Curating Black History Month Online
Black History Online is the brainchild of current MA Curating Contemporary Art student, David Lisbon. Launched as part of the RCA Student's Union's Black History Month programme, this online exhibition features work by RCA alumni and current students as well as an event series aimed at engaging dialogues on the black experience.
We spoke to David about the project’s origins, how curating online opened up more creative opportunities, and what happens next with work from the exhibition.
How did the idea for Black History Online come about?
I want to preface by saying most of what I know/think about Black History Month comes from a specifically American tradition, and I do not claim to be an expert in Black History as it exists in the British context.
The idea emerged from this want/need to connect past struggles with the present. When I was a kid, I always remember my dad making me and my siblings read Martin Luther King's 'Letter from Birmingham Jail'. As a teen, it was The Autobiography of Malcom X. These documents, as well as others, are foundational to what I know about black history and I think in some ways they are that for a lot of Black Americans. However, they point to this struggle for equality as something that existed in the past. With Black History Online, I wanted to challenge the idea of unearthing history from the past with the reality that these struggles have moved into digital space and are still unfolding. The idea is that black history isn't as far back as the 1950's or the slave trade, it's as close as yesterday.
Curating the show online has also exposed us to an external audience who wouldn't have seen it otherwise. And there is a freedom to seeing exhibitions in a digital space. I remember going to Catherine Mendoa's exhibition Intersection/Reconnection for Black History Month last year and how good it was but I did wonder if the site wasn't a bit restrictive in some ways.
Can you tell us a bit about the visual identity you created for the event? What did you want it to tell your audience about the show?
I wanted to explore how bringing black sounds and textures to the web might make the experience more tangible and tactile for audiences used to a rather 'flat' digital art interface. Over the first few months of quarantine, I got a 3D scanner and started practicing with it in various capacities. I always imagined the scanner as a tool for thinking about questions related to the future of curating in a heavily digital arts environment.
For the audience, I just wanted to make something that would capture my interest as someone with an astronomical screen time. I realise that the promo might have, in some ways, become more important than the actual content. So I'm still thinking of how to balance that relationship more in the future.
The event includes work from a wide range of RCA students and alumni. What was the selection process for the exhibition like?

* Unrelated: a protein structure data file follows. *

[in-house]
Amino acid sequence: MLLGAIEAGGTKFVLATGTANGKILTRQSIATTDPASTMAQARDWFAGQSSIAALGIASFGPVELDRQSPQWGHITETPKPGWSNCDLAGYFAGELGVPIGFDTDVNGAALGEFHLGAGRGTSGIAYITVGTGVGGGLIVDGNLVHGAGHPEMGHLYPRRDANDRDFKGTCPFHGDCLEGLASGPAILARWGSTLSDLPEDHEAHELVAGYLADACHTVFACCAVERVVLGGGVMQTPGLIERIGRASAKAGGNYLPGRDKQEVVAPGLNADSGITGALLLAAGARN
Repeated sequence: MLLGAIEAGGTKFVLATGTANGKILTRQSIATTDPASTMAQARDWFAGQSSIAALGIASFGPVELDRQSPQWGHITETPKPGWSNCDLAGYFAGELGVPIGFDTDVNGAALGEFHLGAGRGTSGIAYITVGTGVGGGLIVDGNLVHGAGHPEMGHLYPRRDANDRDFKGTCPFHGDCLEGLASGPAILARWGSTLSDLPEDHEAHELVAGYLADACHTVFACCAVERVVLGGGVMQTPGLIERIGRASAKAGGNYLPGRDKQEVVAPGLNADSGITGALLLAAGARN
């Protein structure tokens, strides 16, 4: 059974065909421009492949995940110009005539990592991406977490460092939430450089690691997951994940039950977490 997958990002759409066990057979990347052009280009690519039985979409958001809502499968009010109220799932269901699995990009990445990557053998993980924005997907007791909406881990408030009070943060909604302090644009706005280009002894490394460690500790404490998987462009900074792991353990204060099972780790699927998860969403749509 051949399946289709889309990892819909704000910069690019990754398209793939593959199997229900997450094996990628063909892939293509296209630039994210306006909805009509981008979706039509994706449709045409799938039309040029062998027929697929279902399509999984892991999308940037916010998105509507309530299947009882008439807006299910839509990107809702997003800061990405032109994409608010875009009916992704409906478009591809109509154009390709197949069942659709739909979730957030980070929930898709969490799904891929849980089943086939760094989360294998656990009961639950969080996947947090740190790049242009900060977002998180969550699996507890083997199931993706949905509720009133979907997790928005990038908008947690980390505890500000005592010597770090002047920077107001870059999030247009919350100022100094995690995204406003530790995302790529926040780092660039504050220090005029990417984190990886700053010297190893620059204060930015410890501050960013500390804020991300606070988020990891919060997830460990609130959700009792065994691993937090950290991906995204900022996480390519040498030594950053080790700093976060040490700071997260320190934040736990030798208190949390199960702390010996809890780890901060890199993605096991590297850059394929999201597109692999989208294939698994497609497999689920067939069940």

Given the limited timeframe I think it was pretty easy to see who was willing to produce and at what speed. There were three to five artists who I would have loved to include, but I'm sure I will have the opportunity in the next few years. I am just grateful for all the relationships the project allowed me to build. All of the artists are creatives who I believe in and whose work inspires me to push my practice forward.
What brief were contributors given for their videos?
I don't want to go into too much detail, because each work was the result of private conversations with each artist. The main thing I wanted was to prioritise experience over artworks, to talk about the conditions that led to the work as opposed to starting with the 'product.'
How does your exhibition respond to the events of 2020?
Wow big question! I think mainly I don't want to add to the stress people have trying to view art online. I don't want our show to be another obligation in the already packed calendar of people who have been forced online. Not to say these types of events don't have a place in what's happening this year, but that isn't what I wanted. I wanted our audience to have access to the reality of being an artist in 2020, for the month of October.
Finally, I just wanted to make something that is full of rich and diverse insights that can be useful to anyone who visits, not just collectors or curators or other artists.
The exhibition finishes on 19 November, what’s going to happen to the work once it's over?
I can't say with any certainty what will be next, but February is Black History Month in the USA, so maybe expect a continuation from the other side of the pond. I would really like to get as much feedback as I can so that when this concept/content/collection resurfaces it can be everything the public deserves.
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